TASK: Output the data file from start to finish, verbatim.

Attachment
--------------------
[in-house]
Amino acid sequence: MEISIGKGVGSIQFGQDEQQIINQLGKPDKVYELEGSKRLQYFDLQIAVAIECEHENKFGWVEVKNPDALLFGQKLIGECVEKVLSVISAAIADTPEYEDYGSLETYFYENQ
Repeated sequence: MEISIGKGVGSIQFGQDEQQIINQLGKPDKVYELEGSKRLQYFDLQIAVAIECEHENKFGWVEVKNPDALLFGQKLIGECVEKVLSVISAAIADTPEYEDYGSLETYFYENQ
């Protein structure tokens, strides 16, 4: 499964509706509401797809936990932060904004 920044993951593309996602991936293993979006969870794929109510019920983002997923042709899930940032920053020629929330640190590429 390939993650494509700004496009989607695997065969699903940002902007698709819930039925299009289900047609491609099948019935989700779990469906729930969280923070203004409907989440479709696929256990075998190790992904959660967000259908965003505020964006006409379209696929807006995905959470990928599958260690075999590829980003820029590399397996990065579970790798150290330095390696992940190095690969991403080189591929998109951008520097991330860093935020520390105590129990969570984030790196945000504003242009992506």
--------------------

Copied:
[in-house]
Amino acid sequence: MEISIGKGVGSIQFGQDEQQIINQLGKPDKVYELEGSKRLQYFDLQIAVAIECEHENKFGWVEVKNPDALLFGQKLIGECVEKVLSVISAAIADTPEYEDYGSLETYFYENQ
Repeated sequence: MEISIGKGVGSIQFGQDEQQIINQLGKPDKVYELEGSKRLQYFDLQIAVAIECEHENKFGWVEVKNPDALLFGQKLIGECVEKVLSVISAAIADTPEYEDYGSLETYFYENQ
């Protein structure tokens, strides 16, 4: 499964509706509401797809936990932060904004 920044993951593309996602991936293993979006969870794929109510019920983002997923042709899930940032920053020629929330640190590429 390939993650494509700004496009989607695997065969699903940002902007698709819930039925299009289900047609491609099948019935989700779990469906729930969280923070203004409907989440479709696929256990075998190790992904959660967000259908965003505020964006006409379209696929807006995905959470990928599958260690075999590829980003820029590399397996990065579970790798150290330095390696992940190095690969991403080189591929998109951008520097991330860093935020520390105590129990969570984030790196945000504003242009992506």